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C. Cursiefen, L. Chen, K. Maruyama, D. Jackson, R. Dana, S. Wiegand, J.W. Streilein; Inhibition of Hemangiogenesis and Lymphangiogenesis after Normal–Risk Corneal Transplantation by Neutralizing VEGF Promotes Graft Survival . Invest. Ophthalmol. Vis. Sci. 2004;45(13):600.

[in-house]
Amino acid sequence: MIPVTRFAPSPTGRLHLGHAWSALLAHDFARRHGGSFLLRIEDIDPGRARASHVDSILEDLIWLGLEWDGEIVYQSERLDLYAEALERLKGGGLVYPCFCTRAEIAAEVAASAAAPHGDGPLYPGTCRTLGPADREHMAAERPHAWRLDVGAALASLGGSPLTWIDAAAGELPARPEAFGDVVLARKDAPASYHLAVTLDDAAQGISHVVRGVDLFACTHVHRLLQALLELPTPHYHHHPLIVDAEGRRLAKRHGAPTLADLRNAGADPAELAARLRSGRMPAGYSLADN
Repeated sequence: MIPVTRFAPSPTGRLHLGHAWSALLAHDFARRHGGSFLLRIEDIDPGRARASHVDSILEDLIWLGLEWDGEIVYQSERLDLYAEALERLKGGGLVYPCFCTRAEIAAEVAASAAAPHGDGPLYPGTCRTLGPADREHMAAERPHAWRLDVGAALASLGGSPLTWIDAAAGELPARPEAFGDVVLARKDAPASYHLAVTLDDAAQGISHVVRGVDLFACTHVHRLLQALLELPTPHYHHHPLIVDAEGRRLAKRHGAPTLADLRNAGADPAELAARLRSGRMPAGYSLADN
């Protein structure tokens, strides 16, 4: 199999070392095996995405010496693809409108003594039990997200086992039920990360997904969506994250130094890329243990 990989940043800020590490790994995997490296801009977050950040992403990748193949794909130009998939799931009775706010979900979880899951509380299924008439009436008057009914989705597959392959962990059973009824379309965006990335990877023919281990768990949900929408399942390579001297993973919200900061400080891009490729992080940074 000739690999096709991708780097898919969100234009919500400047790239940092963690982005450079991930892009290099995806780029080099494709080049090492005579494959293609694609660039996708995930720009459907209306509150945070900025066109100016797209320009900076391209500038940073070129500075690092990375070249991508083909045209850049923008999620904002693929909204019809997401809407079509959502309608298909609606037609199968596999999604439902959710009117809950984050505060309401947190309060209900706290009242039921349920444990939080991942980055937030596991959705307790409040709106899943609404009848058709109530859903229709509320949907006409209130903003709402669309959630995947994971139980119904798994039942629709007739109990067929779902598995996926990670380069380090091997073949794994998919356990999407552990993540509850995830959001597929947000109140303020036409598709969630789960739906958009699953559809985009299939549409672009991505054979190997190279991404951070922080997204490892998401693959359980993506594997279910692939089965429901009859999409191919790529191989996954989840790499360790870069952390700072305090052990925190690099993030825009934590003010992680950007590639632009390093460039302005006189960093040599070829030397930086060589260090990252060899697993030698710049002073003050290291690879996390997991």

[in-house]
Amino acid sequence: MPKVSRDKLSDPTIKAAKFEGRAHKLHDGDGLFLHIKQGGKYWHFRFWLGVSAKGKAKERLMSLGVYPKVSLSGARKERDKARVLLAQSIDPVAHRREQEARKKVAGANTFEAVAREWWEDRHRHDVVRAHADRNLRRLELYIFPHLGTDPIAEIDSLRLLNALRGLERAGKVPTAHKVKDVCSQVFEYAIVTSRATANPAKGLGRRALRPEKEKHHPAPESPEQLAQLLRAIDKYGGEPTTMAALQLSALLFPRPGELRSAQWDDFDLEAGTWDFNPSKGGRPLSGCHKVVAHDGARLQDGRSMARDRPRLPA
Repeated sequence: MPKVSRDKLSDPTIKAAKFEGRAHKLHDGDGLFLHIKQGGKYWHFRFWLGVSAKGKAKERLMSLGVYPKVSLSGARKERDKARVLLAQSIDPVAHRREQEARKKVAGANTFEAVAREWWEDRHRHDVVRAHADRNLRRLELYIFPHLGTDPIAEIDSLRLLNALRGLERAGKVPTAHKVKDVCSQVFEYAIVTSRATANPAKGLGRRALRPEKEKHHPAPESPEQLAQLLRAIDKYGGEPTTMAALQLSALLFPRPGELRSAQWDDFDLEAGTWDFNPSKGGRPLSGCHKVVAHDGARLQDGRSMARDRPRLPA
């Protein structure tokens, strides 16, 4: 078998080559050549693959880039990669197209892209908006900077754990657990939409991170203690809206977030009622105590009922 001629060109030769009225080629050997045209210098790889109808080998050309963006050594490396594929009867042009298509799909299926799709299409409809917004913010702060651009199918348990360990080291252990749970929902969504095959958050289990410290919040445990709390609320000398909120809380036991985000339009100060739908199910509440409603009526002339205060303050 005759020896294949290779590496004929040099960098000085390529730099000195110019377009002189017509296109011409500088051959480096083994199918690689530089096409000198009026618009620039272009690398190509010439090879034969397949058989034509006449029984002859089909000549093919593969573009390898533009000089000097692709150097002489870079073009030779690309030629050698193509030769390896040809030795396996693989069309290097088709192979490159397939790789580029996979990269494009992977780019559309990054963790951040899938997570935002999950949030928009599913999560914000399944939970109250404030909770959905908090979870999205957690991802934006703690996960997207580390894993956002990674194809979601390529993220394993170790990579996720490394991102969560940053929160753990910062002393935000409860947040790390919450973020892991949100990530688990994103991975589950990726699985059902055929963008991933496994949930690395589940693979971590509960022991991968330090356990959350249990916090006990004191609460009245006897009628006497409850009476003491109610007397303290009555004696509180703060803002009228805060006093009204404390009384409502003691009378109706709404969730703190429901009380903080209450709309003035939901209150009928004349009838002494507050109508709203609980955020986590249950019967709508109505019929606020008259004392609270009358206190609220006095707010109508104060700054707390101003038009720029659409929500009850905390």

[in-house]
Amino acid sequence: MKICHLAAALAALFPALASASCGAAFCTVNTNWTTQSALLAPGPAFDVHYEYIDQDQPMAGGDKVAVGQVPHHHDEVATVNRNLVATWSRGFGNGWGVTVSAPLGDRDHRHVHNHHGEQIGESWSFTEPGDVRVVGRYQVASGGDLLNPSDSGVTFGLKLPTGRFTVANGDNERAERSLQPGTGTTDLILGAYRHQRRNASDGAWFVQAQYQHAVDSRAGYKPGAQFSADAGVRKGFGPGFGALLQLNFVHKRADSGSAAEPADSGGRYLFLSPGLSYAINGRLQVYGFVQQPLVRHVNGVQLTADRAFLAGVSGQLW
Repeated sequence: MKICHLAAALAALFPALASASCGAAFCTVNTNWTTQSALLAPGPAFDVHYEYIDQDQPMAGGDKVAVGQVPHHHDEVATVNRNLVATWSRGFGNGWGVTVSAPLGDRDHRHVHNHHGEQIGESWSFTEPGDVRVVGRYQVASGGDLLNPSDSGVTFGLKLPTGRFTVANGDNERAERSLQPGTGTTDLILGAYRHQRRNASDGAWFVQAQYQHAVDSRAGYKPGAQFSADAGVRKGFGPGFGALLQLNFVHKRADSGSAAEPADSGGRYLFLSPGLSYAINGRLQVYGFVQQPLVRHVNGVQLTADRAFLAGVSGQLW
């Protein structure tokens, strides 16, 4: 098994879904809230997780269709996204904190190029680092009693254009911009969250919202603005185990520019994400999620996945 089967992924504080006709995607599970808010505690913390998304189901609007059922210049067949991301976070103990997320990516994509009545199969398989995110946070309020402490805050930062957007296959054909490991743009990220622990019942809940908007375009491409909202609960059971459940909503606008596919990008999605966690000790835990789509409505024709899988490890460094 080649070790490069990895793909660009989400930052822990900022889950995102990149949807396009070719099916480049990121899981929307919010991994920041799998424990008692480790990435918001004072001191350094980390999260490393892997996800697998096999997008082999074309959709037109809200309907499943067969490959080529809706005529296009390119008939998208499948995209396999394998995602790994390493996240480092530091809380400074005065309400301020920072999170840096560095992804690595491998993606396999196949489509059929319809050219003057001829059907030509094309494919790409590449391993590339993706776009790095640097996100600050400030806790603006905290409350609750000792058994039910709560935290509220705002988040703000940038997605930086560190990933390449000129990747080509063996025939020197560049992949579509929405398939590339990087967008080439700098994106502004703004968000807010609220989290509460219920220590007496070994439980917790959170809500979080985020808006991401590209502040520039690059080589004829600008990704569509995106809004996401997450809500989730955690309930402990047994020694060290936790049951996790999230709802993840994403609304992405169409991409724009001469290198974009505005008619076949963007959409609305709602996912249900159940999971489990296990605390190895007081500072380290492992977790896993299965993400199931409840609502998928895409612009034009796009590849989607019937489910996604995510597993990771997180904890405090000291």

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Purpose:To document occurrence and time–course of hem– and lymphangiogenesis after normal–risk orthotopic corneal transplantation in mice, and to test whether pharmacological strategies inhibiting these processes can improve long–term corneal graft survival. Methods:Occurrence and time–course of hem– and lymphangiogenesis was observed using double immunofluorescence of corneal flat–mounts (with PECAM–1 as panendothelial–, and LYVE–1 as lymphatic vascular endothelial cell–specific marker) after normal–risk allogeneic (C57BL/6 ––> BALB/c) and syngeneic (BALB/c ––> BALB/c) corneal transplantation. A molecular trap designed to eliminate VEGF A (VEGF TrapR1R2; 12.5 mg/kg/mouse) was administered i.p. at the time of surgery, and 7 and 14 days later. Results: Both in allogeneic as well as syngeneic low–risk eyes, blood and lymph vessels arose simultaneously from the limbus after transplantation, and both vessel types reached donor tissue at one week. VEGF TrapR1R2 significantly suppressed both postoperative hem– and lymphangiogenesis, and significantly improved long–term allograft survival after low–risk transplantation (p<0.05). Conclusions: Keratoplasty itself (whether syngeneic or allogeneic) is an important cause of VEGF A–dependent hem– and lymphangiogenesis. Post–keratoplasty neovascularization is identified as novel risk factor for subsequent immune rejections. Since inhibition of surgery–induced hem– and lymphangiogenesis can significantly enhance graft survival, surgery and wound healing processes have strong influences on graft outcome.
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